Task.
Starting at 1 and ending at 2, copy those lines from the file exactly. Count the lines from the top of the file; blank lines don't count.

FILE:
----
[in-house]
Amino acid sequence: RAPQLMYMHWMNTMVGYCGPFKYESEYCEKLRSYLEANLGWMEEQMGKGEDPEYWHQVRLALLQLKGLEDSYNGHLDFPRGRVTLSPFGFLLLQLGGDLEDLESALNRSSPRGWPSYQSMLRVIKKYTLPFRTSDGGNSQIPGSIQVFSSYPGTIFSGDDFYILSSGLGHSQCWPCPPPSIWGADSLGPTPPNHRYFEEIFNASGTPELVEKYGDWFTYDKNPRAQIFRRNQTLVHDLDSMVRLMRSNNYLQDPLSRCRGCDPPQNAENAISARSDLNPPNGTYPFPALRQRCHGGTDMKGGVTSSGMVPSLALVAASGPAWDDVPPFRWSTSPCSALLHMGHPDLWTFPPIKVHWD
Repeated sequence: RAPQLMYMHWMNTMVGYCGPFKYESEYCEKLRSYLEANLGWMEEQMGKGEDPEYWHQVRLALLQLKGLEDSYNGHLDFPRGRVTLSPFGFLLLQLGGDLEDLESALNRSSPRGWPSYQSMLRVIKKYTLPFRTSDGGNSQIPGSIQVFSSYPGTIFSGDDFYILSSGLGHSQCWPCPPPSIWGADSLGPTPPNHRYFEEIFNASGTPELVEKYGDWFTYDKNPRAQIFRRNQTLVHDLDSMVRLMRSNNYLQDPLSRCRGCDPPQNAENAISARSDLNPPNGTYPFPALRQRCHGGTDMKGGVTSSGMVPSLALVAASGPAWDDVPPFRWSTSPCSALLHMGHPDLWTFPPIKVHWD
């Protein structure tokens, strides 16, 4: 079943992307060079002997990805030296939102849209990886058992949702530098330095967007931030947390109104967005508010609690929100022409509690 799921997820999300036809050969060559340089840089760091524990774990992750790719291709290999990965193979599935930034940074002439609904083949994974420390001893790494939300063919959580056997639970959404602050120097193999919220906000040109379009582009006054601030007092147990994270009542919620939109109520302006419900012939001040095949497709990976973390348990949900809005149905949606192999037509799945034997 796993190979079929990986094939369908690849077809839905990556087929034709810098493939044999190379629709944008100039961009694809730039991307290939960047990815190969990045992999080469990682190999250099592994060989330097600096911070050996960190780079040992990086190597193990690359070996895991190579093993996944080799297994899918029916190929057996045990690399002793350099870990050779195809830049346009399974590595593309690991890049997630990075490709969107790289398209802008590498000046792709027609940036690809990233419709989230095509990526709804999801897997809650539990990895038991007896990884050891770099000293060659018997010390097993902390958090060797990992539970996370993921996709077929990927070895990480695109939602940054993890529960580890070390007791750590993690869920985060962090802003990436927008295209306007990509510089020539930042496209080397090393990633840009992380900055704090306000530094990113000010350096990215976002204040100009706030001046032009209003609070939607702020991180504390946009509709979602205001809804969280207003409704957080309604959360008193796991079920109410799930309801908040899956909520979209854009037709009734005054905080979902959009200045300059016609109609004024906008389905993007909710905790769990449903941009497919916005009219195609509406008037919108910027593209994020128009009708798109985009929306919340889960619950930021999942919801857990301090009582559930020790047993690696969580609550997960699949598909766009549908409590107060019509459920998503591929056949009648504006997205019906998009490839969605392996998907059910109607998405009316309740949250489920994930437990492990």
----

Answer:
[in-house]
Amino acid sequence: RAPQLMYMHWMNTMVGYCGPFKYESEYCEKLRSYLEANLGWMEEQMGKGEDPEYWHQVRLALLQLKGLEDSYNGHLDFPRGRVTLSPFGFLLLQLGGDLEDLESALNRSSPRGWPSYQSMLRVIKKYTLPFRTSDGGNSQIPGSIQVFSSYPGTIFSGDDFYILSSGLGHSQCWPCPPPSIWGADSLGPTPPNHRYFEEIFNASGTPELVEKYGDWFTYDKNPRAQIFRRNQTLVHDLDSMVRLMRSNNYLQDPLSRCRGCDPPQNAENAISARSDLNPPNGTYPFPALRQRCHGGTDMKGGVTSSGMVPSLALVAASGPAWDDVPPFRWSTSPCSALLHMGHPDLWTFPPIKVHWD